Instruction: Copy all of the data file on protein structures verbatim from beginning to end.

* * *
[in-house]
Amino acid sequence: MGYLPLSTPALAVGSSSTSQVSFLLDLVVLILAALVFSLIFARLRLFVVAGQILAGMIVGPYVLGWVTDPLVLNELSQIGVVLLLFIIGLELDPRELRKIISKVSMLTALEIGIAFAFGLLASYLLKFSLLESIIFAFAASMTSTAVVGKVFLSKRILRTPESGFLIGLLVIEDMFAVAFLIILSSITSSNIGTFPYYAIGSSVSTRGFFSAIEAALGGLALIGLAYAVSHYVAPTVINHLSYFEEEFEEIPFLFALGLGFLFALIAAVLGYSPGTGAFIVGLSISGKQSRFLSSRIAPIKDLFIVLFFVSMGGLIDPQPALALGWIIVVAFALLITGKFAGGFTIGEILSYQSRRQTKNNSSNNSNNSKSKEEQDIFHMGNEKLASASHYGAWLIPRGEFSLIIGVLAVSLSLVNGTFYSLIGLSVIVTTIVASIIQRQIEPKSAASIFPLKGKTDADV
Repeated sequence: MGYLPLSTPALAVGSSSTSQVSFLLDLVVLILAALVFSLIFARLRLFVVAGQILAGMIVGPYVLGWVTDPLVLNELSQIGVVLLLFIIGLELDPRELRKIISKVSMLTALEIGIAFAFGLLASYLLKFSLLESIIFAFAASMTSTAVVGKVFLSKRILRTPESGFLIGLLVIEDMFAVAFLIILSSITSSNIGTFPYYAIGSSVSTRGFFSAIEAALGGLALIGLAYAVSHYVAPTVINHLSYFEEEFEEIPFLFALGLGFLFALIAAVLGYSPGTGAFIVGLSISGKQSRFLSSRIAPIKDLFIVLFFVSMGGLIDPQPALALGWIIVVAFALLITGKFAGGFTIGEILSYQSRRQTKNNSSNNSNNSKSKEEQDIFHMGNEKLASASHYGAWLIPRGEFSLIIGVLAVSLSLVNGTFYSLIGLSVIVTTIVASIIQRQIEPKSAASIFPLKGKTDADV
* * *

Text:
[in-house]
Amino acid sequence: MGYLPLSTPALAVGSSSTSQVSFLLDLVVLILAALVFSLIFARLRLFVVAGQILAGMIVGPYVLGWVTDPLVLNELSQIGVVLLLFIIGLELDPRELRKIISKVSMLTALEIGIAFAFGLLASYLLKFSLLESIIFAFAASMTSTAVVGKVFLSKRILRTPESGFLIGLLVIEDMFAVAFLIILSSITSSNIGTFPYYAIGSSVSTRGFFSAIEAALGGLALIGLAYAVSHYVAPTVINHLSYFEEEFEEIPFLFALGLGFLFALIAAVLGYSPGTGAFIVGLSISGKQSRFLSSRIAPIKDLFIVLFFVSMGGLIDPQPALALGWIIVVAFALLITGKFAGGFTIGEILSYQSRRQTKNNSSNNSNNSKSKEEQDIFHMGNEKLASASHYGAWLIPRGEFSLIIGVLAVSLSLVNGTFYSLIGLSVIVTTIVASIIQRQIEPKSAASIFPLKGKTDADV
Repeated sequence: MGYLPLSTPALAVGSSSTSQVSFLLDLVVLILAALVFSLIFARLRLFVVAGQILAGMIVGPYVLGWVTDPLVLNELSQIGVVLLLFIIGLELDPRELRKIISKVSMLTALEIGIAFAFGLLASYLLKFSLLESIIFAFAASMTSTAVVGKVFLSKRILRTPESGFLIGLLVIEDMFAVAFLIILSSITSSNIGTFPYYAIGSSVSTRGFFSAIEAALGGLALIGLAYAVSHYVAPTVINHLSYFEEEFEEIPFLFALGLGFLFALIAAVLGYSPGTGAFIVGLSISGKQSRFLSSRIAPIKDLFIVLFFVSMGGLIDPQPALALGWIIVVAFALLITGKFAGGFTIGEILSYQSRRQTKNNSSNNSNNSKSKEEQDIFHMGNEKLASASHYGAWLIPRGEFSLIIGVLAVSLSLVNGTFYSLIGLSVIVTTIVASIIQRQIEPKSAASIFPLKGKTDADV